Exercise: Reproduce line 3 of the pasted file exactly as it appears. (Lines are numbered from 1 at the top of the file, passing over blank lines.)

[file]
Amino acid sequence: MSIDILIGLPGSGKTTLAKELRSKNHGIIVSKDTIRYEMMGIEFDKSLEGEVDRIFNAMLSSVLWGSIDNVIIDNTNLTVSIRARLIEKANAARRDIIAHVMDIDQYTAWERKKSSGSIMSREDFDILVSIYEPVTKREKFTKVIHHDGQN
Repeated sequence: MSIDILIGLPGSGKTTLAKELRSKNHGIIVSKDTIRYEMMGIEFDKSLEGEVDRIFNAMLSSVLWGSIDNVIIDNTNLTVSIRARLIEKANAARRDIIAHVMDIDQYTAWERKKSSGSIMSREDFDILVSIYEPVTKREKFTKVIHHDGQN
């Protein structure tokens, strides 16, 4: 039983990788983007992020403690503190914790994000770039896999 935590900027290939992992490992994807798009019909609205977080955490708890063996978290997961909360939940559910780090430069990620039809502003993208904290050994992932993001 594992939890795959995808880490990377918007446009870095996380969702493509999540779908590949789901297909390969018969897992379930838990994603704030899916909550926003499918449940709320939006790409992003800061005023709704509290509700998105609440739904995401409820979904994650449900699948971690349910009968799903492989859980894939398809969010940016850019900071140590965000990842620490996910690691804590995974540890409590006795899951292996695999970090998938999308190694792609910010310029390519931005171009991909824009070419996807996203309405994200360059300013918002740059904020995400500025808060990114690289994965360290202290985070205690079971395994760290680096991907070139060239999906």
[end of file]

């Protein structure tokens, strides 16, 4: 039983990788983007992020403690503190914790994000770039896999 935590900027290939992992490992994807798009019909609205977080955490708890063996978290997961909360939940559910780090430069990620039809502003993208904290050994992932993001 594992939890795959995808880490990377918007446009870095996380969702493509999540779908590949789901297909390969018969897992379930838990994603704030899916909550926003499918449940709320939006790409992003800061005023709704509290509700998105609440739904995401409820979904994650449900699948971690349910009968799903492989859980894939398809969010940016850019900071140590965000990842620490996910690691804590995974540890409590006795899951292996695999970090998938999308190694792609910010310029390519931005171009991909824009070419996807996203309405994200360059300013918002740059904020995400500025808060990114690289994965360290202290985070205690079971395994760290680096991907070139060239999906």